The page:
Parents appeal decision that favors Learning Unlimited school

POSTED: 11/4/13 2:39 AM

Ruling ignores cultural and religious aspects of moustache-dispute

St. Maarten / By Hilbert Haar – Preparatory school Learning Unlimited is free to set the rules for its students and it does not have to bend to the wish of parents to make exceptions. The Court in First Instance ruled Friday in favor of the school and against the parents of 13-year-old Nathan Snow who objected on cultural and religious grounds to the school’s decision that the boy had to shave his downy moustache.

Nathan’s father Jelmer, a civil law attorney at Bergman Zwanikken Snow Essed, said that the court ruling is unsatisfactory and disrespectful because it does not address the cultural aspects of the case at all. Snow will appeal the decision. He contests in particular the court’s opinion that basic constitutional rights do not have “horizontal effect” – that is to say that they do not affect the relationship between private parties like a school and a student.

“This judge clearly does not understand the effect of basic rights and he lives with his head apparently still in the sixteenth century. It is clear that the court is completely wrong with its approach about basic rights and therefore we will appeal,” Snow stated in a reaction to the ruling.

“It is revolting that the court did not even have the decency to devote a consideration to the argument of the Hindu religion that played an important role in this case. The ruling also did not address the case of the Rasta boy in Saba which is in my opinion an identical case.”

In the Hindu-religion, boys go through a Thread Ceremony of Upanayana. “The significance of this ceremony is that the child enters a new phase – from child to manhood – and thereby becomes a full-fledged member of the religious community. After this ceremony, Nathan is allowed to shave. Nathan’s mother has promised her late father that it would happen this way. In this sense, the measure affects Nathan more than other students at Learning Unlimited,” Attorney Christian De Jong who represented the Snows said at the trial.

At the court hearing on October 18, Nathan’s mother, Anju Snow-Baharani made an emotional appeal that explained why it matters so much to the family that the boy does not shave before his sixteenth birthday. “This is about my principles and my core values,” she said. “What is wrong with a well-groomed child?”

The court ruling however did not address the cultural and religious aspect of the case, as Mr. Snow indicated. Judge Koen Luijks ruled that basic rights aim to offer citizens protection against actions of the state. “These are liberty rights citizens can call on against the state. Based on this conclusion Snow’s call on these basic rights comes across as peculiar, because the case is not characterized by impermissible actions of the state but by a call by Learning Unlimited on abiding by the study-agreement with Snow that does not allow Nathan to have a little moustache.”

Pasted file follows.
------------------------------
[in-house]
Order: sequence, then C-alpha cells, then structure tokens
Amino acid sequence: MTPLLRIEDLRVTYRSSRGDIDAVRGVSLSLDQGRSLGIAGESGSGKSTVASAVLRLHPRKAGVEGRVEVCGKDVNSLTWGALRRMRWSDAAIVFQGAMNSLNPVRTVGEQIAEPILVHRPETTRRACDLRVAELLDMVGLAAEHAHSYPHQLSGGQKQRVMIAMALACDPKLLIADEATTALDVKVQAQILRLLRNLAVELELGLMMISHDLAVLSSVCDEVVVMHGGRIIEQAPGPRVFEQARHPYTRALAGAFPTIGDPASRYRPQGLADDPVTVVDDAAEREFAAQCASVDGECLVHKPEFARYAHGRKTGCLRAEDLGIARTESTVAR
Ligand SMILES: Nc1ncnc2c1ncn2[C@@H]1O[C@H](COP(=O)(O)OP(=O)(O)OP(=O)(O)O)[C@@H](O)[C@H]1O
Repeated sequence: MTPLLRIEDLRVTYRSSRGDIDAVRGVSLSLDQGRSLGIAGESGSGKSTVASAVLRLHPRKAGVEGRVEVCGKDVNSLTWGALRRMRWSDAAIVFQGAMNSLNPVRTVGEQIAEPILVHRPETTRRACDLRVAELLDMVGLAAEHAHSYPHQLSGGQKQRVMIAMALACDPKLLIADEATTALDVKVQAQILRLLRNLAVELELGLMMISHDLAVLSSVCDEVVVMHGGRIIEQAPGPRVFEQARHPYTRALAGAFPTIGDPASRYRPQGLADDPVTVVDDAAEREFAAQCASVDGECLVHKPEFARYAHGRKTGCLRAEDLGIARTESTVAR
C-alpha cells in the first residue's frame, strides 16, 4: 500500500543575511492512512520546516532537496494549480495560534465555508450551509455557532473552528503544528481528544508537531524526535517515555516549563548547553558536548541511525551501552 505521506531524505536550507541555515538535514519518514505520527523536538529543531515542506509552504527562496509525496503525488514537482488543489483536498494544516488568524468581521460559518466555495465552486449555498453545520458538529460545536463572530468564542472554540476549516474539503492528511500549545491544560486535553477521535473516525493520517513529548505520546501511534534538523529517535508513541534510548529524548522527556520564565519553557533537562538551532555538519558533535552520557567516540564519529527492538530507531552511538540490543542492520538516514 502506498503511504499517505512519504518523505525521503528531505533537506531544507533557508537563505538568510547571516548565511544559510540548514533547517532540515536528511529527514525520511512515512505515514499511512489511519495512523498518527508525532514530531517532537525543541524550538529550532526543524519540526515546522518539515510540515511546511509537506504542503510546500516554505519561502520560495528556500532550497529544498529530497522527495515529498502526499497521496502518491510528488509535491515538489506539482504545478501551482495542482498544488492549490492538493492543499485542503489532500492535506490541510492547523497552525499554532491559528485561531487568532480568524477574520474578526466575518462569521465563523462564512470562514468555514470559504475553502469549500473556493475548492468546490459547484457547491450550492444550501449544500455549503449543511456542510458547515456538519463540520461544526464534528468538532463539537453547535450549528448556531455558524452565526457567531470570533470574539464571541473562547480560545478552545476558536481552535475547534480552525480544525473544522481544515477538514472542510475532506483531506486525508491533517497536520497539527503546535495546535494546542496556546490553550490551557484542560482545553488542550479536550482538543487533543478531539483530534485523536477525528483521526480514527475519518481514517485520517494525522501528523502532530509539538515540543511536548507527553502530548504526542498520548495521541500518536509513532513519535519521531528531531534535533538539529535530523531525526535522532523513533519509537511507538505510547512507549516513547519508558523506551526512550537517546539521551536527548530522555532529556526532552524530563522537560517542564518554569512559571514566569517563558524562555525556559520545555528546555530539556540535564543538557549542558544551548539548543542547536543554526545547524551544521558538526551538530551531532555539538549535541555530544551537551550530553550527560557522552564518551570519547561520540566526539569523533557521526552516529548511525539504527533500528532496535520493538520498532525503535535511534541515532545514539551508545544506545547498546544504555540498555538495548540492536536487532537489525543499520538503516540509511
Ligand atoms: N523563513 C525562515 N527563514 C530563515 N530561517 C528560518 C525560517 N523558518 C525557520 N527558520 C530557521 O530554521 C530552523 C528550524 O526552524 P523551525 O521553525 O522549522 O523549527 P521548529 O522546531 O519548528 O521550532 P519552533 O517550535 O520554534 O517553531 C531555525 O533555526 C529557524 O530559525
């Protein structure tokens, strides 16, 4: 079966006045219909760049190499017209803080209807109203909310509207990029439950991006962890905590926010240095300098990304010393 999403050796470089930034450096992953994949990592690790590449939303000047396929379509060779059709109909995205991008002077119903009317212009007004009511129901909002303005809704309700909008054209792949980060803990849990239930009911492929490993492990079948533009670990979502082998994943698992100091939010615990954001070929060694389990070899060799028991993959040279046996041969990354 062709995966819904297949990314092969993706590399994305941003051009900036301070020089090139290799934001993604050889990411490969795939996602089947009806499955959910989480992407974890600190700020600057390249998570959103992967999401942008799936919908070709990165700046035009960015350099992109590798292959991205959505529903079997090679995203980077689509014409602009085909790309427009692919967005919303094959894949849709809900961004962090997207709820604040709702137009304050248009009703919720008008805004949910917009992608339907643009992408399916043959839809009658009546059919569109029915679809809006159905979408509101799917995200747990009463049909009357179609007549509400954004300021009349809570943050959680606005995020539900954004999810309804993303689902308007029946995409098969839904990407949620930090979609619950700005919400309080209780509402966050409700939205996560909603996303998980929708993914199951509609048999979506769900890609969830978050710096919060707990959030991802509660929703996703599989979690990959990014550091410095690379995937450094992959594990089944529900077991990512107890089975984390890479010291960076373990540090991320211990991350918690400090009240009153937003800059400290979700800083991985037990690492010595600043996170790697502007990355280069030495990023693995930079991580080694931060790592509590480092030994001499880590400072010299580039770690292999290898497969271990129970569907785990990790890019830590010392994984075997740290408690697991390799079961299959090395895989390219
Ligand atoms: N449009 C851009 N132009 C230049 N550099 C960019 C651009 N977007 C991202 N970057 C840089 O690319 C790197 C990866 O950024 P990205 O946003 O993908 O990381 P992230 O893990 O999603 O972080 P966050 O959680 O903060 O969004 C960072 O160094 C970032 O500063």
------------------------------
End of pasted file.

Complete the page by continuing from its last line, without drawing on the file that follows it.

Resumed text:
The court further ruled that there is hardly any jurisprudence about the application of the horizontal effect of basic rights to the relationship between individual citizens.

Snow’s attorney Christian de Jong had called on the right to equal treatment, the right to freedom of expression, privacy and personal integrity to fight the school’s decision. The court rejected this argument.

The court furthermore ruled that the school’s ban on having a moustache for a 13-year old boy is meaningful. “The provisional opinion of the court is that upholding the contested rule from the study-agreement by Learning Unlimited does not violate the public order or good manners and it also does not violate the fairness or the social decency or due caution. The study-agreement is valid and binds parties.”

The court ruled that it is possible to dispute the standards Learning Unlimited wished to uphold, but that the school is also free “to propagate this vision to its students and to write study-agreements with parents or guardians that support this vision and these standards. Parents and guardians are free to accept or reject these restrictions.”

The court remarks in the ruling that, according to Leaning Unlimited, these standards are the reason the Snow family selected the school for their son Nathan. “The court emphasizes that Snow is free to choose another fitting school for Nathan and that this is also possible: there is a sufficient and fitting supply of education for Nathan Snow in St. Maarten.”

The court notes in its ruling that Snow is not entitled “to only partially live up to the rules of the study-agreement and to ignore the ones he finds displeasing. If the court would allow the requested exception to the rule, it would inevitably lead to a precedent and slowly but surely to a frustration of the vision and the standards Learning Unlimited propagates to its students. Allowing the little moustache will lead to other claims by students for exemptions from the applicable rules for clothing, behavior and other issues. The court considers this undesirable.”

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